However, it is clear from Arendt’s report of Eichmann that he had knowledge, and that he was able to rationalise and showed willpower. Eichmann would face difficulties in common social situations if he did not possess these senses. Due to no known difficulties in using his judgement to will and reason, Eichmann had success in the Third Reich.
There is theoretical implication in the claim that Eichmann did not think. This is indeed a fundamental element of her analysis of the threats of modern civilisation. Arendt believed that Eichmann was an extreme illustration of the risks of thoughtlessness. Arendt argued that thoughtlessness was a common feature of this time period and she therefore proposes, that ‘it is important to think what we are doing’ (Arendt, 1958: 5).
Arendt deemed the psychology of thinking, willing and judging as independent components and supports Hume with the view that reasoning alone cannot influence the willing (Arendt, 1978: 70).
Arendt commonly treated thought and action as separate components which were a key to understanding her political beliefs. Arendt explained that judging is simply reflecting on thoughts and viewing situations to create judgements but this does not tell you how to act. (Arendt, 1978: 58).
According to Arendt, although action is always social and collective, it is the will which is the most unique of all the human capabilities. The will is what presents the foundation for characterisation of the person. This characterisation caused by the will then creates problems for the concept of freedom. According to Arendt, freedom without any barriers is frightening (Arendt, 1978: 195-6).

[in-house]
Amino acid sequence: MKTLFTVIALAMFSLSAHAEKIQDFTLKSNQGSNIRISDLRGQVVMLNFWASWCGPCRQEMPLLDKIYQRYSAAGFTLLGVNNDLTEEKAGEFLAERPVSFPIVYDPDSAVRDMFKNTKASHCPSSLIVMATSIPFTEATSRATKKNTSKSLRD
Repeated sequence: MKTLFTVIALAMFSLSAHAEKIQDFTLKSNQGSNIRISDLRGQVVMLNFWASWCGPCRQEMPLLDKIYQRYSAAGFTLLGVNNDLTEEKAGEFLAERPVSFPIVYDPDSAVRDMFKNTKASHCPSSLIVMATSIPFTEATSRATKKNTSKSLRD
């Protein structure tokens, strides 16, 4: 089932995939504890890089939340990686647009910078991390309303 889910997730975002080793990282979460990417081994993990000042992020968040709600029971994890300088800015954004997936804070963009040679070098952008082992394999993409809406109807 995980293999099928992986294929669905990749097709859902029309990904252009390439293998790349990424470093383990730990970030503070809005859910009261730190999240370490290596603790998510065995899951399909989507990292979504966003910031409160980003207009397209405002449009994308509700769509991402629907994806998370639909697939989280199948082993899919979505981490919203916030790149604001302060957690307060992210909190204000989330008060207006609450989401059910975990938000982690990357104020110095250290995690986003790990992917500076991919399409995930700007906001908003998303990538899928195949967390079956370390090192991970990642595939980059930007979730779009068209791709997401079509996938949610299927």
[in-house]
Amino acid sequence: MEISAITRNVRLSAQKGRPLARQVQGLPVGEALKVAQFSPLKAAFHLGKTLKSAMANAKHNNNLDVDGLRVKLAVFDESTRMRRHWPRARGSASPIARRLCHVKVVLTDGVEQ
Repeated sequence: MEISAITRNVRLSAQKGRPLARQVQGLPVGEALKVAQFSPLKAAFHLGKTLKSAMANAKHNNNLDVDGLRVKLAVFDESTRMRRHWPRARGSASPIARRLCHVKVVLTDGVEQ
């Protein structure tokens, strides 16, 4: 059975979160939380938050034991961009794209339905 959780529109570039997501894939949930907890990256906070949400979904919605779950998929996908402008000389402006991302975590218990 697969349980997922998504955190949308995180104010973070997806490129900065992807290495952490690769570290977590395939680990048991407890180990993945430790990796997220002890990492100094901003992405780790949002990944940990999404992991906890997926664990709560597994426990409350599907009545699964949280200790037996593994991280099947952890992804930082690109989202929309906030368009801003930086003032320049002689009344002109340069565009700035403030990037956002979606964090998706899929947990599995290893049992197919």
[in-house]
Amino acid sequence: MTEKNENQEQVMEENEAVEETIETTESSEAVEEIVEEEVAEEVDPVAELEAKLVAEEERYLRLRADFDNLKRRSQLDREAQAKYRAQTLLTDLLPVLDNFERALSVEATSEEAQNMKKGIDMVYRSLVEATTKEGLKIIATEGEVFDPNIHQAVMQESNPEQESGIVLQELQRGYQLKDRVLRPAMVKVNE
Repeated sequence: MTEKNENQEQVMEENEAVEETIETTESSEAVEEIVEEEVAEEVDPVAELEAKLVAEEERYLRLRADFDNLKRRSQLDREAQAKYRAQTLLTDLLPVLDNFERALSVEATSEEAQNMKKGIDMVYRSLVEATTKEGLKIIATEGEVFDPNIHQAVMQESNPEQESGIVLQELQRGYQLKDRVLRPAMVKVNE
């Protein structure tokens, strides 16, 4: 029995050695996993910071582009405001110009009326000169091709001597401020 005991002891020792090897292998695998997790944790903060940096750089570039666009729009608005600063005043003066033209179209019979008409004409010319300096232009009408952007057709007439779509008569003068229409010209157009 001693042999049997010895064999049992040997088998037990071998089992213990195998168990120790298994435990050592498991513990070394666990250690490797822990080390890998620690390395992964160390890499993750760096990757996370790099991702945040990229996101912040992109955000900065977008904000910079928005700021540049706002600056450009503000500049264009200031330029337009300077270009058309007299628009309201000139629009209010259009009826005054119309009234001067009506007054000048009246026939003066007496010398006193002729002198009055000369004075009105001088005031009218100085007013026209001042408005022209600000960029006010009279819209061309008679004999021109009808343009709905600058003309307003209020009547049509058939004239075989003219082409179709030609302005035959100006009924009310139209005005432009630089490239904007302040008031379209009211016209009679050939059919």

Support for BON
Historian Dick de Mildt’s review supported the banality of evil thesis. De Mildt studied individuals on trial for alleged involvement with the Nazi’s. He explained that the individuals he studied were not killers by conviction but somewhat killers by circumstances.
Eichmann was unable to view the consequences of his decisions. It appeared that he could only understand that he was doing his job. During the trial Eichmann asserted that he simply sat in his office and completed his work, ‘Ich sass am Schreibtisch und machte meine Sachen’ (Papadatos, 1964: 29).
Carnahan and McFarland (2007) note that there is a general understand, that evil only prevails because normal and honest human beings become fiends when they are in egregious situations; particularly, when their judgment is sabotaged by compliance to a more authoritative mass. This view is epitomised in the notion of the “banality of evil” thesis.
Lozowick (2002) notes the “banality of evil” thesis has become a lasting aspect of understanding in the West, and is therefore a gist of what occurs in the present society.